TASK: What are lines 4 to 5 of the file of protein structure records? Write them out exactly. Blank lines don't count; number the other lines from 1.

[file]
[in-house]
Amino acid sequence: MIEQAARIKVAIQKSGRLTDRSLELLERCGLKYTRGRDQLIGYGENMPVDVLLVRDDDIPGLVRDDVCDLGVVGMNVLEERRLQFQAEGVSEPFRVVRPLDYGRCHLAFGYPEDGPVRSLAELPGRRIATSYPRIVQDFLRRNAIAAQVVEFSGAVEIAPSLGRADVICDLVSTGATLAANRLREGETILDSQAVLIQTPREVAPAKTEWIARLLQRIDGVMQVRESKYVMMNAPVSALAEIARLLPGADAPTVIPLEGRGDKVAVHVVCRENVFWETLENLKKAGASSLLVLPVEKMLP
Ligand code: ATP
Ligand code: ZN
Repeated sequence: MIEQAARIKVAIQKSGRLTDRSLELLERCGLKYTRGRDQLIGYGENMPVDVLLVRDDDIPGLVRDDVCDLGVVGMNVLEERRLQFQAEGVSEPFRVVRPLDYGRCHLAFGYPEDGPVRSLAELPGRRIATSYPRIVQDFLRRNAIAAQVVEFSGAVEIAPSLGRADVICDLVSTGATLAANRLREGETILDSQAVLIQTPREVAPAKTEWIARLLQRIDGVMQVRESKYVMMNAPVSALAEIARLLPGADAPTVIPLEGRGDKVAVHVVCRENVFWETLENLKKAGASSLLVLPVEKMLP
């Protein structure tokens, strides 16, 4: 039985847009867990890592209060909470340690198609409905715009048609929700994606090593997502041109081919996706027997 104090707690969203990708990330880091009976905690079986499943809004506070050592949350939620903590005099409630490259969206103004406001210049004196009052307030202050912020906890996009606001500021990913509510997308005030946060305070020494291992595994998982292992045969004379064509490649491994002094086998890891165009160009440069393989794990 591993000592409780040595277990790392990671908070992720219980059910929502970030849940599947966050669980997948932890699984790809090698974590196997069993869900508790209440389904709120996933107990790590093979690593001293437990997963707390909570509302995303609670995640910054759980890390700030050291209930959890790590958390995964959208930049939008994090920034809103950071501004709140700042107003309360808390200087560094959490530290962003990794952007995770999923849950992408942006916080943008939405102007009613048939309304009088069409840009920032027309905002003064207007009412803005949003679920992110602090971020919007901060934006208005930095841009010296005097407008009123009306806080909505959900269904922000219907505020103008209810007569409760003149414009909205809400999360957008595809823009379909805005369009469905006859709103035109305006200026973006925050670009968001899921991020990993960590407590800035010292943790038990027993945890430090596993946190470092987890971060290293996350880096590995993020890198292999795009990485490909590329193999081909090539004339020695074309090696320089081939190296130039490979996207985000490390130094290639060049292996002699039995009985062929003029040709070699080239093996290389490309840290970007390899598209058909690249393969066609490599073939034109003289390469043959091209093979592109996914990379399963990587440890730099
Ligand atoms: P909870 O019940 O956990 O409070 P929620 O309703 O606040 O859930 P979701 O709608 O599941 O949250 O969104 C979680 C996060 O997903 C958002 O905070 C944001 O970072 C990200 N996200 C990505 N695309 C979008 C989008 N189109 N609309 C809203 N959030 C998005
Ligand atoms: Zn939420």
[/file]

Ligand code: ZN
Repeated sequence: MIEQAARIKVAIQKSGRLTDRSLELLERCGLKYTRGRDQLIGYGENMPVDVLLVRDDDIPGLVRDDVCDLGVVGMNVLEERRLQFQAEGVSEPFRVVRPLDYGRCHLAFGYPEDGPVRSLAELPGRRIATSYPRIVQDFLRRNAIAAQVVEFSGAVEIAPSLGRADVICDLVSTGATLAANRLREGETILDSQAVLIQTPREVAPAKTEWIARLLQRIDGVMQVRESKYVMMNAPVSALAEIARLLPGADAPTVIPLEGRGDKVAVHVVCRENVFWETLENLKKAGASSLLVLPVEKMLP